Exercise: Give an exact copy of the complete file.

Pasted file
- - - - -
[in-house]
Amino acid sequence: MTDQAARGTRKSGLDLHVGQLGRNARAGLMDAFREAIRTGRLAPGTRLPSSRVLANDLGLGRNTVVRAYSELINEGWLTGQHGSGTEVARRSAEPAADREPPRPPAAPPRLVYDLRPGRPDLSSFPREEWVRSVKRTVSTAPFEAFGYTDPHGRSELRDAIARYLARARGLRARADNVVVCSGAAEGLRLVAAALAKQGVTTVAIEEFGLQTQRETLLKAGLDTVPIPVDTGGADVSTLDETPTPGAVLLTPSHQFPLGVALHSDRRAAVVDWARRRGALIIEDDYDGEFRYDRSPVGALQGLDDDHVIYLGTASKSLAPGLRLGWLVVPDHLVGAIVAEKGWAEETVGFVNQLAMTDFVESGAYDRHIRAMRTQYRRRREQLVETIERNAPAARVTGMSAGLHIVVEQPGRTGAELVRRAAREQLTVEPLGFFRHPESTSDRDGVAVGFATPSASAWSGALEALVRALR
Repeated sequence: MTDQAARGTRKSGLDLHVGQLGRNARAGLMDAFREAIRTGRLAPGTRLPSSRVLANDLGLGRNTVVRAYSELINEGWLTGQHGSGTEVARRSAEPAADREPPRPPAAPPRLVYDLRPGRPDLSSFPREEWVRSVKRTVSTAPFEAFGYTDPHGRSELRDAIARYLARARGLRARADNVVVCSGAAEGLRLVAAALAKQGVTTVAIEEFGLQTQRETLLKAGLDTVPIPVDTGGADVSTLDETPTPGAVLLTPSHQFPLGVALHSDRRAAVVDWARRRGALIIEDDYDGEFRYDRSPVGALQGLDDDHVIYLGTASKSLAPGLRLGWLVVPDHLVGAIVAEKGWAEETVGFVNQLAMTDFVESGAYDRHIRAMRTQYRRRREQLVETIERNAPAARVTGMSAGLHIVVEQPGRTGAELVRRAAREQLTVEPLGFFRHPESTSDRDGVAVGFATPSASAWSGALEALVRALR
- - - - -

[in-house]
Amino acid sequence: MTDQAARGTRKSGLDLHVGQLGRNARAGLMDAFREAIRTGRLAPGTRLPSSRVLANDLGLGRNTVVRAYSELINEGWLTGQHGSGTEVARRSAEPAADREPPRPPAAPPRLVYDLRPGRPDLSSFPREEWVRSVKRTVSTAPFEAFGYTDPHGRSELRDAIARYLARARGLRARADNVVVCSGAAEGLRLVAAALAKQGVTTVAIEEFGLQTQRETLLKAGLDTVPIPVDTGGADVSTLDETPTPGAVLLTPSHQFPLGVALHSDRRAAVVDWARRRGALIIEDDYDGEFRYDRSPVGALQGLDDDHVIYLGTASKSLAPGLRLGWLVVPDHLVGAIVAEKGWAEETVGFVNQLAMTDFVESGAYDRHIRAMRTQYRRRREQLVETIERNAPAARVTGMSAGLHIVVEQPGRTGAELVRRAAREQLTVEPLGFFRHPESTSDRDGVAVGFATPSASAWSGALEALVRALR
Repeated sequence: MTDQAARGTRKSGLDLHVGQLGRNARAGLMDAFREAIRTGRLAPGTRLPSSRVLANDLGLGRNTVVRAYSELINEGWLTGQHGSGTEVARRSAEPAADREPPRPPAAPPRLVYDLRPGRPDLSSFPREEWVRSVKRTVSTAPFEAFGYTDPHGRSELRDAIARYLARARGLRARADNVVVCSGAAEGLRLVAAALAKQGVTTVAIEEFGLQTQRETLLKAGLDTVPIPVDTGGADVSTLDETPTPGAVLLTPSHQFPLGVALHSDRRAAVVDWARRRGALIIEDDYDGEFRYDRSPVGALQGLDDDHVIYLGTASKSLAPGLRLGWLVVPDHLVGAIVAEKGWAEETVGFVNQLAMTDFVESGAYDRHIRAMRTQYRRRREQLVETIERNAPAARVTGMSAGLHIVVEQPGRTGAELVRRAAREQLTVEPLGFFRHPESTSDRDGVAVGFATPSASAWSGALEALVRALR